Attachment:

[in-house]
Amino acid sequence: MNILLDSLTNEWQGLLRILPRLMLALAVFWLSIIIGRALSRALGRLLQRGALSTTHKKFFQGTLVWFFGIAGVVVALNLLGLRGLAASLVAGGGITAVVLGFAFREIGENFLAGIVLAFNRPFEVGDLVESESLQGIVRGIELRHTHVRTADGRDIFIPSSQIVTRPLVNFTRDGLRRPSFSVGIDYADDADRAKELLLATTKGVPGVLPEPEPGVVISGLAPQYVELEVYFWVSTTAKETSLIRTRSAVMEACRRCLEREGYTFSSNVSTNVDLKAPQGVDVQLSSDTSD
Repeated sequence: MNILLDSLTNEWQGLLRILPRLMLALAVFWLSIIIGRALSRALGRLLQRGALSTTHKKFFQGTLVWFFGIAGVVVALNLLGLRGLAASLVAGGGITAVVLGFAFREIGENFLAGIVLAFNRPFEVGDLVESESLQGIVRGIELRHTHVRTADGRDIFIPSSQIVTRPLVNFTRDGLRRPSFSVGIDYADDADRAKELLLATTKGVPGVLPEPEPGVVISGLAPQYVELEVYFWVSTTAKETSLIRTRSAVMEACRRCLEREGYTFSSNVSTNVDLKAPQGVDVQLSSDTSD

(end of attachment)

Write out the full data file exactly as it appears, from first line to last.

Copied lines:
[in-house]
Amino acid sequence: MNILLDSLTNEWQGLLRILPRLMLALAVFWLSIIIGRALSRALGRLLQRGALSTTHKKFFQGTLVWFFGIAGVVVALNLLGLRGLAASLVAGGGITAVVLGFAFREIGENFLAGIVLAFNRPFEVGDLVESESLQGIVRGIELRHTHVRTADGRDIFIPSSQIVTRPLVNFTRDGLRRPSFSVGIDYADDADRAKELLLATTKGVPGVLPEPEPGVVISGLAPQYVELEVYFWVSTTAKETSLIRTRSAVMEACRRCLEREGYTFSSNVSTNVDLKAPQGVDVQLSSDTSD
Repeated sequence: MNILLDSLTNEWQGLLRILPRLMLALAVFWLSIIIGRALSRALGRLLQRGALSTTHKKFFQGTLVWFFGIAGVVVALNLLGLRGLAASLVAGGGITAVVLGFAFREIGENFLAGIVLAFNRPFEVGDLVESESLQGIVRGIELRHTHVRTADGRDIFIPSSQIVTRPLVNFTRDGLRRPSFSVGIDYADDADRAKELLLATTKGVPGVLPEPEPGVVISGLAPQYVELEVYFWVSTTAKETSLIRTRSAVMEACRRCLEREGYTFSSNVSTNVDLKAPQGVDVQLSSDTSD